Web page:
Patient-Centered Approach to Biologics in the Treatment of Psoriasis

Toral Vaidya, Steven R. Feldman, Julienne Kirk

Department of Family and Community Medicine, Wake Forest School of Medicine, Winston-Salem, North Carolina, USA


1-3-e53-2015
Background: With a growing number of psoriasis treatments options, making a decision can be daunting to patients. Biologics offer a less toxic and more effective alternative to people who have moderate-to-severe psoriasis, particularly those who have tried and failed other therapies.

Objective: To provide a patient-centered approach to the decision to start on biologic treatment of psoriasis with an overview of pharmacology.

Methods: An electronic literature search was performed in the PubMed and Medline databases using keywords with "biologics" or "biologic therapy,” “treatment,” and “safety.” Pharmaceutical package inserts and reference lists were also reviewed.

Results: Though new advancements in psoriasis care have improved treatment options for patients, widespread treatment dissatisfaction and under- treatment occurs. Biologic agents are generally well-tolerated and effective for managing moderate-to-severe psoriasis. Lifetime risks of serious adverse events from biologic treatment are less than risks patients face on a daily basis. Current data suggests biologics are not predictors of serious adverse events. Rates of major adverse cardiovascular event and death are lower in biologic cohorts compared to non-biologic cohorts. The minimal risk and potentially protective effects of biologics may outweigh the consequences of undertreated or non-treated moderate-to-severe psoriasis.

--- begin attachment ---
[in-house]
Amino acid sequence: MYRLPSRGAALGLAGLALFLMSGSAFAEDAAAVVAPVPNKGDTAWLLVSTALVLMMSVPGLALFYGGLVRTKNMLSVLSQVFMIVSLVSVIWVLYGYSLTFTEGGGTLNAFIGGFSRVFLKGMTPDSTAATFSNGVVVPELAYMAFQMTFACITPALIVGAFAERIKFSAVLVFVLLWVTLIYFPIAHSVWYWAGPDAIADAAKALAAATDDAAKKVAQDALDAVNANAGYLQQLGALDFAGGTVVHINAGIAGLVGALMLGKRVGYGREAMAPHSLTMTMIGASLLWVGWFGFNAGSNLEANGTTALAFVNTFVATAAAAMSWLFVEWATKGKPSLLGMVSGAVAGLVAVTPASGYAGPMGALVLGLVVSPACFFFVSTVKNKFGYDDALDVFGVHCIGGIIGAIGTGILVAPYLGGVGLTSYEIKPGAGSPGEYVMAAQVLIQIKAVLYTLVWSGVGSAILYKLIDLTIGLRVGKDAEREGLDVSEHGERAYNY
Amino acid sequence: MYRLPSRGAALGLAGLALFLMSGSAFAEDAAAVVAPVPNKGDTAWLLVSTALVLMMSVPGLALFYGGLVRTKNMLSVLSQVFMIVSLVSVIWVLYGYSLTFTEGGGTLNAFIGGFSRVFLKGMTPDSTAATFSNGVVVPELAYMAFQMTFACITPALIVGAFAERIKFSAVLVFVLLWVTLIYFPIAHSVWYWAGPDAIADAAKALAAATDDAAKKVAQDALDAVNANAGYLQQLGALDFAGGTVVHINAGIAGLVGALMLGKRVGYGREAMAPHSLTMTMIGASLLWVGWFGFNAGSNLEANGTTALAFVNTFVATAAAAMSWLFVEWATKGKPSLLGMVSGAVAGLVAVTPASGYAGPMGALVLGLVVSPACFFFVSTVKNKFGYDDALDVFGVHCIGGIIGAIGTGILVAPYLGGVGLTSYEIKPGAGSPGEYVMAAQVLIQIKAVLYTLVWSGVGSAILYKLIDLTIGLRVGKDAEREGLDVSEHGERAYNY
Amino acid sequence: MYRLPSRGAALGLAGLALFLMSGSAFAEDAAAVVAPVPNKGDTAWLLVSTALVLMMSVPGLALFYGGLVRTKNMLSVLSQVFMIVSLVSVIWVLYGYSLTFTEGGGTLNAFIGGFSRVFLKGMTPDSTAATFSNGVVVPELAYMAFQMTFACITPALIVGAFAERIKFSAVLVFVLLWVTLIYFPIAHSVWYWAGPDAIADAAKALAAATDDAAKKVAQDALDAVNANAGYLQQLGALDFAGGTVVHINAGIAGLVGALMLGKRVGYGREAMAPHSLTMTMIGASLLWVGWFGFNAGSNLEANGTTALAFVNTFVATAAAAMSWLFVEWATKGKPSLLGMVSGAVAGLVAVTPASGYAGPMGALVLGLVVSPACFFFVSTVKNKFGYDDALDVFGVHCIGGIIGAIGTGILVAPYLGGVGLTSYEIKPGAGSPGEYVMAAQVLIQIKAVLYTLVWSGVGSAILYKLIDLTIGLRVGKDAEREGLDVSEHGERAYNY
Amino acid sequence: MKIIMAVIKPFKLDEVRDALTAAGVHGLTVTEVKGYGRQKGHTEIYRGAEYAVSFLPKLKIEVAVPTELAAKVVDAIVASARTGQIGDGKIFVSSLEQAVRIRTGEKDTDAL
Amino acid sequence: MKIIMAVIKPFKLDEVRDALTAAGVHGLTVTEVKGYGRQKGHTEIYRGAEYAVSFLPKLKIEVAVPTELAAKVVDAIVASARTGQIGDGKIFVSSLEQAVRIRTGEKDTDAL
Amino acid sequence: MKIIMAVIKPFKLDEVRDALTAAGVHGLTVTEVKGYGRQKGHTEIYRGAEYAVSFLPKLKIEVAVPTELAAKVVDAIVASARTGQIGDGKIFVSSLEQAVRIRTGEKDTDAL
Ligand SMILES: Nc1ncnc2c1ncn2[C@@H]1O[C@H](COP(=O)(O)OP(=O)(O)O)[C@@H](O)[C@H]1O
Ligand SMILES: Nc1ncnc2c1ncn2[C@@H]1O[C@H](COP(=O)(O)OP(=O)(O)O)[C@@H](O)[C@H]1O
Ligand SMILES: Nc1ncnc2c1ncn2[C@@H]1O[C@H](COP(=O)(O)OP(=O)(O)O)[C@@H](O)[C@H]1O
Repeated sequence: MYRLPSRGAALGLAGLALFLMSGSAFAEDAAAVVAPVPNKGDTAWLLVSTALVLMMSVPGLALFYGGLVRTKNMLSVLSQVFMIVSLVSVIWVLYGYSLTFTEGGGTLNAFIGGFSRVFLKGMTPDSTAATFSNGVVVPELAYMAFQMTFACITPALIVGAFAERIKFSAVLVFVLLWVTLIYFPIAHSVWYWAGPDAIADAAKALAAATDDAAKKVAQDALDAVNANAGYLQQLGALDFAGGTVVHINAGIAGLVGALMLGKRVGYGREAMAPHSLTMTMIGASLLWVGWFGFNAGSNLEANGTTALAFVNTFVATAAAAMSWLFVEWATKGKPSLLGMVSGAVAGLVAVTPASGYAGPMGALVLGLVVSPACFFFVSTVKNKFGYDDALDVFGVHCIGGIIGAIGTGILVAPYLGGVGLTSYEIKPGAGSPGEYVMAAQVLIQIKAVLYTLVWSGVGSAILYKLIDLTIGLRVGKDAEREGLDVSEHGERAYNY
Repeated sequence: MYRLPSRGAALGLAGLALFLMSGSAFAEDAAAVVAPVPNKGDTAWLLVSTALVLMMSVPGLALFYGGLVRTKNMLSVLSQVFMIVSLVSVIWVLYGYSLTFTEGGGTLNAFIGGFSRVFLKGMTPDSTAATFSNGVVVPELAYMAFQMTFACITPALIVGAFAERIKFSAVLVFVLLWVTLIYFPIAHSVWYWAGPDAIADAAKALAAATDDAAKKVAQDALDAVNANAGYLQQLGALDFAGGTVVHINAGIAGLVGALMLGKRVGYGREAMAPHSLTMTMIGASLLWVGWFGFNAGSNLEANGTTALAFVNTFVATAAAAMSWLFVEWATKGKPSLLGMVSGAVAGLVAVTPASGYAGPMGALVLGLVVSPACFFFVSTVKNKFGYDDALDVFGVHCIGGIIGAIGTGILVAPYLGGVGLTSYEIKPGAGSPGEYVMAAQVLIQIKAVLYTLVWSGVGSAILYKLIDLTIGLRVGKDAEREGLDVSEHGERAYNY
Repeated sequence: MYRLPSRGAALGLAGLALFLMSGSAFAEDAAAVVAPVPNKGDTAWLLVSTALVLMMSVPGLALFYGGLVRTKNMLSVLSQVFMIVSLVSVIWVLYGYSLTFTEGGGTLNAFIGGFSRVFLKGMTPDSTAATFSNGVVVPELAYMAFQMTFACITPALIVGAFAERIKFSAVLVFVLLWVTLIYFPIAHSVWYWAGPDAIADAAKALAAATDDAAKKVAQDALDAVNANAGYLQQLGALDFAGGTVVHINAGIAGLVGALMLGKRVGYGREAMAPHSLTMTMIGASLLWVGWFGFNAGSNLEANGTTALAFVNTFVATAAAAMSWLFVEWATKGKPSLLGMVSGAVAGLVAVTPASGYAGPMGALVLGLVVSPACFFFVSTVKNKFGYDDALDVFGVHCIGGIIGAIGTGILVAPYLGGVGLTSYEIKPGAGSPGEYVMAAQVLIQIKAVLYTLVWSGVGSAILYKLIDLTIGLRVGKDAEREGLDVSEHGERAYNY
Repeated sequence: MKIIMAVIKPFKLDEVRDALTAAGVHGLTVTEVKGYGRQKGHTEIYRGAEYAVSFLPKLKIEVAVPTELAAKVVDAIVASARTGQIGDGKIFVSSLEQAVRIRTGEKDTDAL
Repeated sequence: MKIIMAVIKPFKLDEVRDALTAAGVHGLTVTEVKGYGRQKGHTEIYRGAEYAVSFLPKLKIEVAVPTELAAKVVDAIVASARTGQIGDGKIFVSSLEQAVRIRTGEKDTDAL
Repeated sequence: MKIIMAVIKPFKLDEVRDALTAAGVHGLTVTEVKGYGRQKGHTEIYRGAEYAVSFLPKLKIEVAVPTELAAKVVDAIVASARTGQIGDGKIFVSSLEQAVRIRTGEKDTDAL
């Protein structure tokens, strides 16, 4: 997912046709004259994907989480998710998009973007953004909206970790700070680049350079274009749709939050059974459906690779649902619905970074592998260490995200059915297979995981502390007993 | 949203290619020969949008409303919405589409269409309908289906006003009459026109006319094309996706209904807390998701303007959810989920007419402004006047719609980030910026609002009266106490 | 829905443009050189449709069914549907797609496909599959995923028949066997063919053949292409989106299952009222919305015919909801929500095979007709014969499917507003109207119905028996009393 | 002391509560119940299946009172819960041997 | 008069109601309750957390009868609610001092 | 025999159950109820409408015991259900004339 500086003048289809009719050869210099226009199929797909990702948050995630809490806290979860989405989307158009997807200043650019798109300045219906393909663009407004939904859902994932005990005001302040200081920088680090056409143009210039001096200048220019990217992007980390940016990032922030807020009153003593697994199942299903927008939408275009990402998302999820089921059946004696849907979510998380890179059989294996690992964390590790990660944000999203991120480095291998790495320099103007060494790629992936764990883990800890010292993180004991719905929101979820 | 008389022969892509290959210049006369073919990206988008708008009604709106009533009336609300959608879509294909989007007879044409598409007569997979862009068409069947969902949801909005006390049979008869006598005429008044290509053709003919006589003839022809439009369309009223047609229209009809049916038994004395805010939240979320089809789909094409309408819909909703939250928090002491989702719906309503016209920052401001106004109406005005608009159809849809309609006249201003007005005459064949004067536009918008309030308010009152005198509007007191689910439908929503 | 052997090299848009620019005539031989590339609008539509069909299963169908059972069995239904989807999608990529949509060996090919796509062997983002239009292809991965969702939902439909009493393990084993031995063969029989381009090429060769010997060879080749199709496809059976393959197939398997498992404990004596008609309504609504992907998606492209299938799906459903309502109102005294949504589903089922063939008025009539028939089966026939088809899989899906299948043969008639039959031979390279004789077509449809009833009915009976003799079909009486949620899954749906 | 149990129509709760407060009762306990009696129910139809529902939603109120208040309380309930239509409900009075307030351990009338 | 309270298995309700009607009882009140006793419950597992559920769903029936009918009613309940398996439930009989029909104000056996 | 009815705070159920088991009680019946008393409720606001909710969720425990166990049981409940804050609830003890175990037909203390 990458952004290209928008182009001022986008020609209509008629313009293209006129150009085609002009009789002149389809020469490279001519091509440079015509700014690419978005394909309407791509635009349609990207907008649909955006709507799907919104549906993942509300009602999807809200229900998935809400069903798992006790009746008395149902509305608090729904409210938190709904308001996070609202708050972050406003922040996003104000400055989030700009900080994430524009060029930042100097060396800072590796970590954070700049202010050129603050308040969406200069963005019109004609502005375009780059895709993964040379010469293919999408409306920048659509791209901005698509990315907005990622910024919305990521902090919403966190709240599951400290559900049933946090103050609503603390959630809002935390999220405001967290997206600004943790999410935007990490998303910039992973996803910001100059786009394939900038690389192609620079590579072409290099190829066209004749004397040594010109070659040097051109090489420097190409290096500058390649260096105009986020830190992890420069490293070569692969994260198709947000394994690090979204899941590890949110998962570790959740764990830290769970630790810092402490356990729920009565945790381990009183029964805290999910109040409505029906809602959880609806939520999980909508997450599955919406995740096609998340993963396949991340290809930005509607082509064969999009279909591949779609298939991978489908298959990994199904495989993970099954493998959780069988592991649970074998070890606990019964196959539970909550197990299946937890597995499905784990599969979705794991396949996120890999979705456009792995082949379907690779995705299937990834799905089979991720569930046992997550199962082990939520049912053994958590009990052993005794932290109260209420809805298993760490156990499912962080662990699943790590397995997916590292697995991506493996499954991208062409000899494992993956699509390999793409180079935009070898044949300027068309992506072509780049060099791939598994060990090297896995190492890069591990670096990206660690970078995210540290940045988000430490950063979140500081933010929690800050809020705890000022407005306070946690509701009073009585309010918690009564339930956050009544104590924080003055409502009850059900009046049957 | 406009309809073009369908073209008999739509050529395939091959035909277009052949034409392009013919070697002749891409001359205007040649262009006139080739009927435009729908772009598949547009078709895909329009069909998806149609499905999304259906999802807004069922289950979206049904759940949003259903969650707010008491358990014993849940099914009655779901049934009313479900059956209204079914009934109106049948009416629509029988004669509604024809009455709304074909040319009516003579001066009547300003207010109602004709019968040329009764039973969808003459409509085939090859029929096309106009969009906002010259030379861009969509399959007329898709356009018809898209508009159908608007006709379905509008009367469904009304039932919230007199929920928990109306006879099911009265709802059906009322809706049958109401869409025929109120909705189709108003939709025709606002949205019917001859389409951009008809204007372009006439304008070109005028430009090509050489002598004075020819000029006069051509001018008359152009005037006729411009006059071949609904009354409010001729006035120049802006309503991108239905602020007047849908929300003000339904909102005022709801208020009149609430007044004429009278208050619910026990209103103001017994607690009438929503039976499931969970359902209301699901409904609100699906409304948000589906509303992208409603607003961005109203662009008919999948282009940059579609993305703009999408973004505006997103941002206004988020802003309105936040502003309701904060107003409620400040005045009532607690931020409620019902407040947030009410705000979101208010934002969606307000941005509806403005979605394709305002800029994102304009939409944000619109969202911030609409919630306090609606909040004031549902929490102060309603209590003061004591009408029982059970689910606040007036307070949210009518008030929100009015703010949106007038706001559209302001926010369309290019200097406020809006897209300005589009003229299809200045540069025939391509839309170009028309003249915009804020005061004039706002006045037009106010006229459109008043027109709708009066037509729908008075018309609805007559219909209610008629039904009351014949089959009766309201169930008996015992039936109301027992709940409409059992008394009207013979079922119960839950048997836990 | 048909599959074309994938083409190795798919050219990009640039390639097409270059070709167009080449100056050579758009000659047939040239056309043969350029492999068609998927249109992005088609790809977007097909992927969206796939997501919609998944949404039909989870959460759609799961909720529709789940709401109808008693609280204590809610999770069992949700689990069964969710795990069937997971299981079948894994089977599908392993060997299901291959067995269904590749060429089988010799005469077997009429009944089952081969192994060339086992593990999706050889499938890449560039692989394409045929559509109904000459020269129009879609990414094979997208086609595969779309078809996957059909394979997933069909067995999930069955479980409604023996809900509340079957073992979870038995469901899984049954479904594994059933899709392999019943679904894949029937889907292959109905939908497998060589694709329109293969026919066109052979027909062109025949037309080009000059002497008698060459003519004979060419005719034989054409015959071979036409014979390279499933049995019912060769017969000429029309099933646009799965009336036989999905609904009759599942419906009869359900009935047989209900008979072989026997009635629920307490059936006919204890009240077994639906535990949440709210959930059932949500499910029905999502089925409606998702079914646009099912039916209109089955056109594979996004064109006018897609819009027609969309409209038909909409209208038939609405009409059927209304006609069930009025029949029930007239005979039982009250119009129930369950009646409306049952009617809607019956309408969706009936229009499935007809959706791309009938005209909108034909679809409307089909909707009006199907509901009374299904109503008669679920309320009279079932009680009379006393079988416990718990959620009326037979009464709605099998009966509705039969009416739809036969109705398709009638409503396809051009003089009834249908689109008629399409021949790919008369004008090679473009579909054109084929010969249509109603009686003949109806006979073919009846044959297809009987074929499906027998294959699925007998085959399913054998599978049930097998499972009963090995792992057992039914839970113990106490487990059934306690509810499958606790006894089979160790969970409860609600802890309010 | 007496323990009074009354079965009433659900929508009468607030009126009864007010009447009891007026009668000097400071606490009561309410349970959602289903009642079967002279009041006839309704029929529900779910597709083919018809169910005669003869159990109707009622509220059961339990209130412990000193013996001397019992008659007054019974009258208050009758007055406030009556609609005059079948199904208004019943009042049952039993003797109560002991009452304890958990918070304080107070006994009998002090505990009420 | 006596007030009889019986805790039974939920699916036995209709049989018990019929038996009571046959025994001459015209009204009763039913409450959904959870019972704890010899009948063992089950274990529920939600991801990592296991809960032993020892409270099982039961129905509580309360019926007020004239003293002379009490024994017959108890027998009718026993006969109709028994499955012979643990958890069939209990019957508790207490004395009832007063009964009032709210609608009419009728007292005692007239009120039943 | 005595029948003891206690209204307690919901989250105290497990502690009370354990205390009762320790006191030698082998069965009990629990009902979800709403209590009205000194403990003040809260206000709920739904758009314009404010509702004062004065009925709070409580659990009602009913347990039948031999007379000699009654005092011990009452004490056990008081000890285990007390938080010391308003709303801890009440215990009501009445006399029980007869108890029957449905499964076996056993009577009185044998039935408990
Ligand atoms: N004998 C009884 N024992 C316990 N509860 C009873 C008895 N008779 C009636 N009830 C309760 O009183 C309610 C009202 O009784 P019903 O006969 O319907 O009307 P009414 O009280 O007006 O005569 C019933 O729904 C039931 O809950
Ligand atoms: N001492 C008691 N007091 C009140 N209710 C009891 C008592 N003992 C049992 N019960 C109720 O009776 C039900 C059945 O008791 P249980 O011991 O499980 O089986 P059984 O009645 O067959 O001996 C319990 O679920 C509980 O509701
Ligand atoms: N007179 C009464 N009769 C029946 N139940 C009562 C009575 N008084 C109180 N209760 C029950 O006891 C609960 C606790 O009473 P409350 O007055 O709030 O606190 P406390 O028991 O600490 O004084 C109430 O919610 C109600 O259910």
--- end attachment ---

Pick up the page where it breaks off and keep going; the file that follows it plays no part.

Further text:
Limitations: Long-term data on biologic treatment safety is growing and this review will only encompass current data.

Conclusions: Treating psoriasis with biologics can reduce overall risk of bad outcomes of psoriasis and its treatment and improve patient quality of life. Optimizing treatment adherence, accommodating patient preferences, emphasizing strong patient-physician communication, and conceptualizing treatment risk can improve patient satisfaction and clinical outcomes. Successful psoriasis care is a long-term, collaborative, and complete commitment on behalf of both the patient and physician. Journal of Nature and Science, 1(3):e53, 2015.




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